This document is a supplement to
Editing for Clear Communication
Copyright 1996-1999,
Thom Lieb.
No portion may be reused without the author's permission.

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Editing for the Web

The Three Types of Sites

"A rose is a rose is a rose," Gertrude Stein once wrote, but the same cannot be said for Web sites.

According to International Data Corp., as reported in the September 1996 Webmaster magazine, Web sites fall into three main categories.

First are promotional sites, which promote brands and customer loyalty. These cost an average of $304,000 to set up. My local power company, BGE has set up one of these sites. At the site, customers can find out about products and services, read recent news releases, get profiles of the firm and its subsidiaries, and so on. While the site is nicely done, it's not one I head to regularly.

Many companies realize that people don't spend their days sitting around thinking, "Gee, I wonder if the Acme Co. has any interesting news releases?" So those companies build content sites, which entertain or inform. (This is also the category that includes news media offerings.) Content sites cost an average of $1.3 million to set up and fall into two subtypes. The first are sites that provide information on a product. For example, Fidelity Investments hosts a site with a wealth of information about investing, retirement and related topics. Interactive features help visitors plot out investment strategies.

Other sites provide information on a product area. The Ragu company, for example, maintains a site that offers recipes, lessons in Italian, and other features related to the company's products — but with little direct information on the products themselves. Both of these sites are fun and interesting to visit. In a sense, they're doing what soap manufacturers did to reach a wide audience 40 years ago: Rather than showing half-hour infomercials on their products, the companies created and sponsored daily television shows, now known as soap operas.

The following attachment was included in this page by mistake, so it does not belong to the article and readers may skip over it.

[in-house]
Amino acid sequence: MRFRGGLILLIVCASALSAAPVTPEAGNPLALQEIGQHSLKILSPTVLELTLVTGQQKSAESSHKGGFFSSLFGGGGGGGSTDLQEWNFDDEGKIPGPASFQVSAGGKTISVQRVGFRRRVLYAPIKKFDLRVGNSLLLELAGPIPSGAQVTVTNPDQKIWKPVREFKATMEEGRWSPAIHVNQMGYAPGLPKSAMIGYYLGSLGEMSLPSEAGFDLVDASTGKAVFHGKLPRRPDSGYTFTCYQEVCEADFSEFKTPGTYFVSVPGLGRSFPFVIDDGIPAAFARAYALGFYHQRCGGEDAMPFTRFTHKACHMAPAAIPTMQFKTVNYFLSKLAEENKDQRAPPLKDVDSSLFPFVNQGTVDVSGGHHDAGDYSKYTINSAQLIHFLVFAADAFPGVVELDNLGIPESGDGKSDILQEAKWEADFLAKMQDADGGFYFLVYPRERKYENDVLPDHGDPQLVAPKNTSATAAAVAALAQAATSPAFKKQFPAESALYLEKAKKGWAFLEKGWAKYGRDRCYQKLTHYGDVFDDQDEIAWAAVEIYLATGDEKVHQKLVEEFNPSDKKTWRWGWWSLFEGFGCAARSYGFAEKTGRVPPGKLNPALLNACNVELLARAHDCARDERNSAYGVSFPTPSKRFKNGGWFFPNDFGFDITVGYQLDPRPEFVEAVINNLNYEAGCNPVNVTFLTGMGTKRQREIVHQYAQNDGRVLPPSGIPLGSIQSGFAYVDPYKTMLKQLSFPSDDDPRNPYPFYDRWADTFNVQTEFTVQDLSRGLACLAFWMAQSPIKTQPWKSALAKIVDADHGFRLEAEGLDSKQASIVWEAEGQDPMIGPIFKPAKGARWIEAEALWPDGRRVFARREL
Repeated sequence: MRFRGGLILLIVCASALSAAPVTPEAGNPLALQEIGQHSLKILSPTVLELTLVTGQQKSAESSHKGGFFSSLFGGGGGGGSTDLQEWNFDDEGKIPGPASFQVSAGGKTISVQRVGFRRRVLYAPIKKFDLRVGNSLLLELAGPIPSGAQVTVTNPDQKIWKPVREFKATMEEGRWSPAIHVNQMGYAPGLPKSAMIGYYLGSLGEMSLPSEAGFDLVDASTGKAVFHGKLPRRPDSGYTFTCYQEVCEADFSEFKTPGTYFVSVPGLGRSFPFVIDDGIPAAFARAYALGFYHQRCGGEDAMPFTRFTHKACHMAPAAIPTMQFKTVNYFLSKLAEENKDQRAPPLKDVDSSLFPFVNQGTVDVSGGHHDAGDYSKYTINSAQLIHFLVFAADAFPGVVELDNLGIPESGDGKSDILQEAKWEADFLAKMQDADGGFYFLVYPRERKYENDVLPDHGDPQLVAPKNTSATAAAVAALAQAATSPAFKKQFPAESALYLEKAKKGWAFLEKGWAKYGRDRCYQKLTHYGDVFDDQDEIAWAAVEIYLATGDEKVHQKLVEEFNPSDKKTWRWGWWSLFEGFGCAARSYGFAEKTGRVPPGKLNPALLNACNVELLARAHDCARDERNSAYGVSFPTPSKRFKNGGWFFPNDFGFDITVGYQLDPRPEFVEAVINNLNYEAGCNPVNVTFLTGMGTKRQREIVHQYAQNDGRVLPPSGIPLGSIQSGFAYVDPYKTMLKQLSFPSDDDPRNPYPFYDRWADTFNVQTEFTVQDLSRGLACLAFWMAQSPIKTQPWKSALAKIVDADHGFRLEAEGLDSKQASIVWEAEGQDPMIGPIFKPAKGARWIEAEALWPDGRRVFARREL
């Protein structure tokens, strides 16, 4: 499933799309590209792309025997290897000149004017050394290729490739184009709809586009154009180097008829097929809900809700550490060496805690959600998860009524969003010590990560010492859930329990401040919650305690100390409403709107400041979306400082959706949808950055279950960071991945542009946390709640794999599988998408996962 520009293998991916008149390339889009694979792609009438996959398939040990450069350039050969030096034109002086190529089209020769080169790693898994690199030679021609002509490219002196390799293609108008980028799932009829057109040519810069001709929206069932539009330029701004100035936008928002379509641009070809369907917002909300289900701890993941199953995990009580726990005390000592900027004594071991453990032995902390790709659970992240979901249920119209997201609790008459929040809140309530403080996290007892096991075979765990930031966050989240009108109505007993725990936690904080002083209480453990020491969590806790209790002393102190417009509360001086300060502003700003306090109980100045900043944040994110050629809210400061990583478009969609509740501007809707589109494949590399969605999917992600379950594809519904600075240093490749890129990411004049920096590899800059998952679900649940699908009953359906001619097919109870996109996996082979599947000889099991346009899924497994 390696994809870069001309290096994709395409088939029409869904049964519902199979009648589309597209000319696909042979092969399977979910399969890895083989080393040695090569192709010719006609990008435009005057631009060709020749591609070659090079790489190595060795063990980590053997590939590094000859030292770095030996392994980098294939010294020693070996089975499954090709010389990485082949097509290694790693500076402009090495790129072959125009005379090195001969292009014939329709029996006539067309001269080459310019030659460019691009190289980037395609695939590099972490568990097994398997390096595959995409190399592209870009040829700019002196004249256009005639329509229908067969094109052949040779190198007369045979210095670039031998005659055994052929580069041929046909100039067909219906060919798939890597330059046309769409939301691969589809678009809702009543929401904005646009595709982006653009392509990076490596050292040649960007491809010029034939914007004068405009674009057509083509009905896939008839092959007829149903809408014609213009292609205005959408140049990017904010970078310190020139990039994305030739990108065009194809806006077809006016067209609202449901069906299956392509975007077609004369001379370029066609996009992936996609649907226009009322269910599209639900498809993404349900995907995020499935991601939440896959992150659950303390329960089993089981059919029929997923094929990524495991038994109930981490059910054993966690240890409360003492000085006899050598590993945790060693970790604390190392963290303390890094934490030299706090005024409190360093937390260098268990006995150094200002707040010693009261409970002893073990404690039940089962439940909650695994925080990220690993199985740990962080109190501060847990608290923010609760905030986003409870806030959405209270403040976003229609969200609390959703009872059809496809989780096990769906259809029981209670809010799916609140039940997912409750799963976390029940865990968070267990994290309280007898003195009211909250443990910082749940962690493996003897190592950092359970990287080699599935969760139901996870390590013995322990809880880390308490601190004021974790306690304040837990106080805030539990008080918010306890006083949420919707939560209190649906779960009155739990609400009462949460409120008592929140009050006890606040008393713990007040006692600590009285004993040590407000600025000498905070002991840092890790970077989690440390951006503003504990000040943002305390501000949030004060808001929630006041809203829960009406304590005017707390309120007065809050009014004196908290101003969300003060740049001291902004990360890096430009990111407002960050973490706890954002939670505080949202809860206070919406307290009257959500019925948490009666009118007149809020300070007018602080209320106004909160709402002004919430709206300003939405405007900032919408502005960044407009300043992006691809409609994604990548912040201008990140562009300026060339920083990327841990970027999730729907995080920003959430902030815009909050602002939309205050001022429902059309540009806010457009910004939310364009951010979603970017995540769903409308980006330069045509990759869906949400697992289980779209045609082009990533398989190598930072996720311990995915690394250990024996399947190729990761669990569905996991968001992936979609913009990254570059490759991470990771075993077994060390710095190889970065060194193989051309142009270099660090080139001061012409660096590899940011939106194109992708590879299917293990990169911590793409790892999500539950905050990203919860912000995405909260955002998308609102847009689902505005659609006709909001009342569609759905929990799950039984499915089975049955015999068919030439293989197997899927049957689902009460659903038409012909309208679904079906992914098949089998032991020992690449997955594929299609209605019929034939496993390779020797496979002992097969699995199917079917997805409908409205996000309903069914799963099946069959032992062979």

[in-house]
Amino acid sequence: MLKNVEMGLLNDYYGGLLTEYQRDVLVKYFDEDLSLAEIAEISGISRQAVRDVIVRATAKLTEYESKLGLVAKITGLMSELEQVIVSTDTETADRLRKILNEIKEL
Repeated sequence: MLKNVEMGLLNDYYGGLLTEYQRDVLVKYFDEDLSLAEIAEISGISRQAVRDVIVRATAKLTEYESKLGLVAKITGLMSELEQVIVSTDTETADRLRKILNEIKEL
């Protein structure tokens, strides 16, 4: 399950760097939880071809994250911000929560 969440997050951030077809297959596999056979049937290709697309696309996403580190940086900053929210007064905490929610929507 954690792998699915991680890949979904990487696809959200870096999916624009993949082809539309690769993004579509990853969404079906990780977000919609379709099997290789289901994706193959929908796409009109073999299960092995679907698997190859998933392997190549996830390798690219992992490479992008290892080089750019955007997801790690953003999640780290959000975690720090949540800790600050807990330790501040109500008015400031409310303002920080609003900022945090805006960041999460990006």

Some sites have begun licensing content from other developers to attract visitors. Princeton Review, Hollywood Online and others are now providing customized versions of games from The Riddler. Since early 1995, the original Riddler site has given away hundreds of thousands of dollars in prizes to contestants who won trivia, scavenger hunt and crossword games. (Site owners using such features aren't doing so out of the goodness of their hearts: They collect demographic data on players during a registration process, then that data is used to woo advertisers.)

The most expensive sites to set up are transaction sites, where visitors pay money and get something in return. These sites cost an average of $3.4 million. A good example is Playboy magazine; visitors, lured by he promise of free adult content, find that about all they can get on the site is the chance to buy merchandise.

As with any system of categories, this one is not perfect. Some sites overlap more than one category, and the evolution of Web publishing ensures that new categories will continue to appear. In the meantime, though, these categories serve as a good reminder that no site should try to do everything: Do one thing, and do it well.

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